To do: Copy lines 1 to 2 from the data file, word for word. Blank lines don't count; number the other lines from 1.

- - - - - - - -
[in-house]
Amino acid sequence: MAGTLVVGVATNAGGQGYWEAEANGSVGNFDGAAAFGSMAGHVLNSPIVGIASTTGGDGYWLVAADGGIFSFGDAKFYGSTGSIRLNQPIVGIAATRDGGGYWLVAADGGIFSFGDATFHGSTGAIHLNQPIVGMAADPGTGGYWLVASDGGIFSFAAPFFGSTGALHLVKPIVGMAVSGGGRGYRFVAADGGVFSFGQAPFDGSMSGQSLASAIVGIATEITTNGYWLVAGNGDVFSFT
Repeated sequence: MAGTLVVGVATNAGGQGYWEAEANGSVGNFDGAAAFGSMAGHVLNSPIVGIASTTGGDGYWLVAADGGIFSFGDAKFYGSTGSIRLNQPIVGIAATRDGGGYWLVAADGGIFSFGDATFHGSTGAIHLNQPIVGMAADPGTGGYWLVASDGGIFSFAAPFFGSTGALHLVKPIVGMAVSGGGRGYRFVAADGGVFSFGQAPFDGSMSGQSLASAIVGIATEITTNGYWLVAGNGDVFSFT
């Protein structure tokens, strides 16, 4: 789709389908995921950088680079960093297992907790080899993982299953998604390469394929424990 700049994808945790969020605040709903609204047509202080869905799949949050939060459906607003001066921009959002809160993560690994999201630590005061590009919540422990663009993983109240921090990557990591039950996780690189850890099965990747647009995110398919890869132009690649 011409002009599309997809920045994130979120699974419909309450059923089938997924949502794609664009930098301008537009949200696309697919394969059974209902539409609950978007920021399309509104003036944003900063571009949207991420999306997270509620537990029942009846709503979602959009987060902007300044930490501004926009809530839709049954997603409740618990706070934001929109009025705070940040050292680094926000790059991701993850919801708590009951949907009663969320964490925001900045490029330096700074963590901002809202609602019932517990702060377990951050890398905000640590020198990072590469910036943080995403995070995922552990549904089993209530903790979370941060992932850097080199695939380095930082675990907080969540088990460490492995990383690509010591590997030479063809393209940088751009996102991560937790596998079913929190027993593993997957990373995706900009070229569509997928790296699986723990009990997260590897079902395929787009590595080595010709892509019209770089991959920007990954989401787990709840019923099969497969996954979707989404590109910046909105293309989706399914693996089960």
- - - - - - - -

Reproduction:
[in-house]
Amino acid sequence: MAGTLVVGVATNAGGQGYWEAEANGSVGNFDGAAAFGSMAGHVLNSPIVGIASTTGGDGYWLVAADGGIFSFGDAKFYGSTGSIRLNQPIVGIAATRDGGGYWLVAADGGIFSFGDATFHGSTGAIHLNQPIVGMAADPGTGGYWLVASDGGIFSFAAPFFGSTGALHLVKPIVGMAVSGGGRGYRFVAADGGVFSFGQAPFDGSMSGQSLASAIVGIATEITTNGYWLVAGNGDVFSFT